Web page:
It was just this organisation now in its 40th year that had collaborated with the ever attentive Valerio Vicari of Roma 3 University in presenting their discovery of Wolf-Ferrari.
It had brought them to Teatro Torlonia,one of the principal homes of Roma 3,which also includes Teatro Palladium and their own Aula Magna.
Promoting the almost unknown chamber works of Ermanno Wolf -Ferrari with the remarkable Neapolitan pianist Costantino Catena.
His first recording in this series was recorded at Palazzo Chigi in Ariccia.
To follow are CDs of the works for violin and piano and Quintets in a series that aims at a revalutation of this much neglected composer.
Villa Torlonia,the residence of Mussolini had also been neglected for obvious reasons.
Wolf -Ferrari ,being the son of the German painter August Wolf and Venetian mother Emilia Ferrari had found himself in the same conflict as Furtwangler and many others for working under the Nazi regime.
However in recent times Villa Torlonia has been restored to its magnificence and given to the Italian people for cultural events.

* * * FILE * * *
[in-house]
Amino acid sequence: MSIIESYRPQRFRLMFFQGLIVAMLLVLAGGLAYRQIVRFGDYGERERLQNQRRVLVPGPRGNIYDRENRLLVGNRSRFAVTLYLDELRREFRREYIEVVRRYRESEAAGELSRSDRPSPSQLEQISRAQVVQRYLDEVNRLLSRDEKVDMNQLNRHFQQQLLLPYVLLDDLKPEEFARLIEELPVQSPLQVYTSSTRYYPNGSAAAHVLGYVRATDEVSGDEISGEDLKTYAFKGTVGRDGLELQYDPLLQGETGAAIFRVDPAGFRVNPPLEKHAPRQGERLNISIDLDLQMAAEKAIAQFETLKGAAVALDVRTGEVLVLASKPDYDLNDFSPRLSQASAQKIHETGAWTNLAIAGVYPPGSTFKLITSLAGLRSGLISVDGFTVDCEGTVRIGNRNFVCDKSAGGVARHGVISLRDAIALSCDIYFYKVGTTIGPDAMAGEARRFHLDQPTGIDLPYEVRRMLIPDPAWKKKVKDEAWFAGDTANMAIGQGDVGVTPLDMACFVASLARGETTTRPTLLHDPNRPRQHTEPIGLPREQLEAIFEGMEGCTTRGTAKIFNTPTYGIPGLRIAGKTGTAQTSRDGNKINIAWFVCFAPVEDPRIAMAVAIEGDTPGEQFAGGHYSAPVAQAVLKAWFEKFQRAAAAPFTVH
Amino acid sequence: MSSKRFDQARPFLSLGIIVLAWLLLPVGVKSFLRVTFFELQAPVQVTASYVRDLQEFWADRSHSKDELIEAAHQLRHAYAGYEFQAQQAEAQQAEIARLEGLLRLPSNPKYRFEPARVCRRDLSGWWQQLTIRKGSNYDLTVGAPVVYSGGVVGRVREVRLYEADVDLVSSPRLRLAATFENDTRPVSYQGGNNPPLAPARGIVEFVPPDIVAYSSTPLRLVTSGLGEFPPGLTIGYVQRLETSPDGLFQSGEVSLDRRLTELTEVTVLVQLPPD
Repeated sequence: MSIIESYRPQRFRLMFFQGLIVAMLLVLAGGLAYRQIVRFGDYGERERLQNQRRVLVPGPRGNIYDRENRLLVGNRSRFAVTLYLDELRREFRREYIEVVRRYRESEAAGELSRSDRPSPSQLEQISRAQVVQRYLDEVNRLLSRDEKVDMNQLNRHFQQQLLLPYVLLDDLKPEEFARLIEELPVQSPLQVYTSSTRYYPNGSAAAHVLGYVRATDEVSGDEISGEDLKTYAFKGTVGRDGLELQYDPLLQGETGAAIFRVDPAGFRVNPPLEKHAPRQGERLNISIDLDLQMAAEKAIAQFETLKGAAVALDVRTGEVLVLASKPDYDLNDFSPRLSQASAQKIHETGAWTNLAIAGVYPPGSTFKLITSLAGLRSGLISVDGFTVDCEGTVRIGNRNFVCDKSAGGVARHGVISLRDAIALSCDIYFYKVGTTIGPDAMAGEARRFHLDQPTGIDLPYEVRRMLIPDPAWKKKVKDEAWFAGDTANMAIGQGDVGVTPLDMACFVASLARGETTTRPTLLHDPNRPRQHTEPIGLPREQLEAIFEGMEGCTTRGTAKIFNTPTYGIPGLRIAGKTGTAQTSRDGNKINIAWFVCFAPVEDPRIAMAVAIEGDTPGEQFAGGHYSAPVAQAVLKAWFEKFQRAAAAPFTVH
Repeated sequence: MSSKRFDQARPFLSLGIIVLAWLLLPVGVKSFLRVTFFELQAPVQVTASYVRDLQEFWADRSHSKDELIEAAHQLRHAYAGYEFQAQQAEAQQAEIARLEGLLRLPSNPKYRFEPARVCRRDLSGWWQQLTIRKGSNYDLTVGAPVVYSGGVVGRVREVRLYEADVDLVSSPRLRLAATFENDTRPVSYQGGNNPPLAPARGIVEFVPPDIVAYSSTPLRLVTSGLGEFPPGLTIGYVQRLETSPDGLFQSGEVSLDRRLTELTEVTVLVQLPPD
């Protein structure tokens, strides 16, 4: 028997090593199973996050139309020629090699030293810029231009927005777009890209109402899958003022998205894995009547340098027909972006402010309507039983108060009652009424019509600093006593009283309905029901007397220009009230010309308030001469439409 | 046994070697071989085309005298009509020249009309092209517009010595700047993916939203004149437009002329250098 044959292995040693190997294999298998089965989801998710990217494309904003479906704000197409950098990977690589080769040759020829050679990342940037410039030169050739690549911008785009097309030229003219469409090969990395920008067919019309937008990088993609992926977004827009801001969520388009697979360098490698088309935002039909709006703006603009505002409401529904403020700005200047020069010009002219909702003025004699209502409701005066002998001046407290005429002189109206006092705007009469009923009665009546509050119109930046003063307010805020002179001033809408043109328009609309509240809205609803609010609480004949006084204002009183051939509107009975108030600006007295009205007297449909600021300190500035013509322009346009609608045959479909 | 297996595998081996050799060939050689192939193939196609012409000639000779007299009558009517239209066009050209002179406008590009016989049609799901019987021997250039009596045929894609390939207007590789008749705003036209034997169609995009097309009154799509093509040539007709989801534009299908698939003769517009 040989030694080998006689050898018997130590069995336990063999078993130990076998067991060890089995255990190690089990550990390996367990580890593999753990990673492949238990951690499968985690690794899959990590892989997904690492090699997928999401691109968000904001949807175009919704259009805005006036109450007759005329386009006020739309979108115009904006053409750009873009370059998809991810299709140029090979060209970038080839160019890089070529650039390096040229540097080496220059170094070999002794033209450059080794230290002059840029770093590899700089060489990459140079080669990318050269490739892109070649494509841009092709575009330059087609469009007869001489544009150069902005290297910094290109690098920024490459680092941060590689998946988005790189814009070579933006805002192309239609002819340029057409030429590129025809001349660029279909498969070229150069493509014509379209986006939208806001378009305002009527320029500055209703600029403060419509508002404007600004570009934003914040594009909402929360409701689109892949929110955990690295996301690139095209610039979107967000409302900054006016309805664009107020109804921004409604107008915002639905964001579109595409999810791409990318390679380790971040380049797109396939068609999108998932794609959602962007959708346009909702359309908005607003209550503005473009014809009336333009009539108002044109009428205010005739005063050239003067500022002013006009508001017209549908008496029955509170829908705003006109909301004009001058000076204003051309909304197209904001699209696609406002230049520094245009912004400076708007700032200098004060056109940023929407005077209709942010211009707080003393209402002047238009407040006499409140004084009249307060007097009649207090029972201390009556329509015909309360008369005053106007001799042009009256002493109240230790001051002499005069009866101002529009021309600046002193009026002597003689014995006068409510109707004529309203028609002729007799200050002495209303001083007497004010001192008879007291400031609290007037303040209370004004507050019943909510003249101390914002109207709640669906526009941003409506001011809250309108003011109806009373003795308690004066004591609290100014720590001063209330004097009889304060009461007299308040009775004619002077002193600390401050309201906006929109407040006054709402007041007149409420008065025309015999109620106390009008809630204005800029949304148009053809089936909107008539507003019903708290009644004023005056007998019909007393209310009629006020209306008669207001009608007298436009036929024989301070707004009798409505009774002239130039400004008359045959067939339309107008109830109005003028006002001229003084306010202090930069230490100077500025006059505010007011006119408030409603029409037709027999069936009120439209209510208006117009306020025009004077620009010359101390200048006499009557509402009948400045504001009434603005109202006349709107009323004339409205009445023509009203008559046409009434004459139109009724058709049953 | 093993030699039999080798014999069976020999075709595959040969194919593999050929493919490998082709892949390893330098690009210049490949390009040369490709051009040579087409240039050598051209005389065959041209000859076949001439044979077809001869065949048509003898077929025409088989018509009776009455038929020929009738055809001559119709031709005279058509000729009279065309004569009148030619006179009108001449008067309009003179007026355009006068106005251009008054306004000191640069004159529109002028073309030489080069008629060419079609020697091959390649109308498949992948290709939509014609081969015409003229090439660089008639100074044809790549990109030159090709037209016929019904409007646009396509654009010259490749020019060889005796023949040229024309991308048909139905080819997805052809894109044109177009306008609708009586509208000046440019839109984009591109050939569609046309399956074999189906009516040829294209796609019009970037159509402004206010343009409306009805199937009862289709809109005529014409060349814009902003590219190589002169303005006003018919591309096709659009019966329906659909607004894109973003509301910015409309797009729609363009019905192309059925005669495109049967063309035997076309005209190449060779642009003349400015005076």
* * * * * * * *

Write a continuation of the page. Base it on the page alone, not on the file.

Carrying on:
It is time now to revalue the chamber works of Wolf-Ferrari .His operas have long been accepted and performed in the greatest opera houses.
It has taken Costantino’s searching mind and curiosity to bring his many neglected works to our attention now.

Costantino Catena-“Catena jumps through all the circus hurdles with grace and fluidity in the ‘Tarantella di Bravura sulla Muette’ di Portici by Liszt and shows extreme sensibility in ‘RW- Venezia’ capturing all the desolation of Liszt at Wagner’s funeral” Bryce Morrison Gramophone
Costantino Catena’s early training was from the School of Luigi D’Ascoli in Salerno.He was much influenced and helped by Aldo Ciccolini,Joaquin Achucarro and Michele Campanella but also obtained degrees in Philosophy and Psychology from Naples University!